Uninvolved: “I have little interest in you. Do whatever you do.”
Permissive: “I care about you. Do whatever you want to do.”
Authoritarian: “Do it because I said so!”
Authoritative: “I care about you and I have high expectations for your behaviour.”
What’s your discipline style?
Each of these styles is characterised by certain adult attitudes and strategies related to the four social dimensions of: control, communication, maturity demands, and nurturance.
The differences in discipline style result from the different combinations of the four social dimensions:
Obviously from time to time all adults demonstrates the behaviours of all four styles, but most adults gravitate towards one style over the others.
What are the pros and cons of using each style in the classroom?
When could/should each style be used in a classroom situation?
An authoritative discipline style is said to be an effective way to promote self-regulation in children. Teachers can change their discipline style to an authoritative style. A teacher’s style is not fixed due to their character.
These strategies exemplify an authoritative approach:
* Develop positive relationships with children
* Model desirable behaviours
* Emphasise cooperation over competition
* Help children learn to negotiate and resolve their differences peacefully
* Involve children in discussing and helping to make classroom rules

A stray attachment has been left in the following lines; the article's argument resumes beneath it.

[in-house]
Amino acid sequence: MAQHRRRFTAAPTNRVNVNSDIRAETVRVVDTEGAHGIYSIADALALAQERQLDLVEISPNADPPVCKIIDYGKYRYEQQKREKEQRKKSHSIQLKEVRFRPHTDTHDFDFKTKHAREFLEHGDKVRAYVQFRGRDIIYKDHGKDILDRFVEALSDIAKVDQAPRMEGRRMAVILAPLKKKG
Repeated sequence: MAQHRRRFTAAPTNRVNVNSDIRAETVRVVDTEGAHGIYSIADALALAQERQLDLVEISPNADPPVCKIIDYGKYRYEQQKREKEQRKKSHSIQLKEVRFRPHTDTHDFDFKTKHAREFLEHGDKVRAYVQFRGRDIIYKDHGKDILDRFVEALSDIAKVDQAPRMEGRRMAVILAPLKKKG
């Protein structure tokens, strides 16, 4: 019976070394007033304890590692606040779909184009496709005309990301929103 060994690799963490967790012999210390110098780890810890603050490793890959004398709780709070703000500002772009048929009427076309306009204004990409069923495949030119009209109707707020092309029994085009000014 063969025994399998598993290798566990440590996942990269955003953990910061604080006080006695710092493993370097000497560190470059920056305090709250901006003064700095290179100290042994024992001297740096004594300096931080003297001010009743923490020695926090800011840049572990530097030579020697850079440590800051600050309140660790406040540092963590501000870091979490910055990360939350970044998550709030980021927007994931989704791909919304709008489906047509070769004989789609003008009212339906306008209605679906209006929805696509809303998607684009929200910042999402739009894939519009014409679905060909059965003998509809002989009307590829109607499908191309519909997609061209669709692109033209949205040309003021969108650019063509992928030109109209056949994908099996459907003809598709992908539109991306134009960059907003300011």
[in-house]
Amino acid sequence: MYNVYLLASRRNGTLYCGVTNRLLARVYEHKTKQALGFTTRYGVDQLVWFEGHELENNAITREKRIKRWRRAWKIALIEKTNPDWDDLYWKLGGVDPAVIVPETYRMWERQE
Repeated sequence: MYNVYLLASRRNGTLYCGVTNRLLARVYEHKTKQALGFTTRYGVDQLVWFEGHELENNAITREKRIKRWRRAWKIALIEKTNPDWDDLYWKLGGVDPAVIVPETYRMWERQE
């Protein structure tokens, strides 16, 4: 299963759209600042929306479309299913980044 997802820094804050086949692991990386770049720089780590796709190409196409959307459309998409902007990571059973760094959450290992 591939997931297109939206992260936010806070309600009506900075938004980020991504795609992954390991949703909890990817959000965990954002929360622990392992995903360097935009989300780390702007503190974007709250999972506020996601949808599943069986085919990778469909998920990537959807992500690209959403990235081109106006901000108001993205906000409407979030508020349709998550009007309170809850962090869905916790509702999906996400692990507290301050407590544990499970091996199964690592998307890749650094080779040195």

* Set limits when children’s actions could hurt someone, damage property or interfere with the rights of others
* Stop children’s unsafe behaviour first and then work on resolving the problem that prompted it
* Focus on problem behaviours that are important enough to deal with each time that they occur and ignore those that are not
* Remind children of rules matter-of-factly
* Connect reasons to rules
* Acknowledge the child’s pontiff view frusta and then talk about other people’s reactions
* Talk about their own emotional reactions to children’s behaviour, using “personal messages”
* Make positive rules and redirect children’s inappropriate behaviour by pointing out more acceptable actions to take instead
* Use positive consequences to maintain children’s desirable behaviours
* Use logical consequences to help children learn more appropriate conduct (rehearsal, restitution)
* Warn children of the logical consequences before enacting them
* Follow through when children fail to comply (acknowledge, repeat warning, set consequence) (consistent, immediate, predictable to children).
* Collaborate with family members to promote children’s self-regulation
* Adapt their guidance strategies to accommodate children’s special needs
Early childhood educators must reflect on whether their expectations and the methods that they use to maintain them are age appropriate, individually appropriate, and socially and culturally appropriate for the children that they are working with.
Bernstein, D. (2013). Parenting and teaching: What’s the connection in our classrooms? Psychology Teacher Network, APA.
Kostelnik, Sideman & Whiren (2014). Developmentally Appropriate Practice. (5th Ed.). Pearson Education Limited: UK.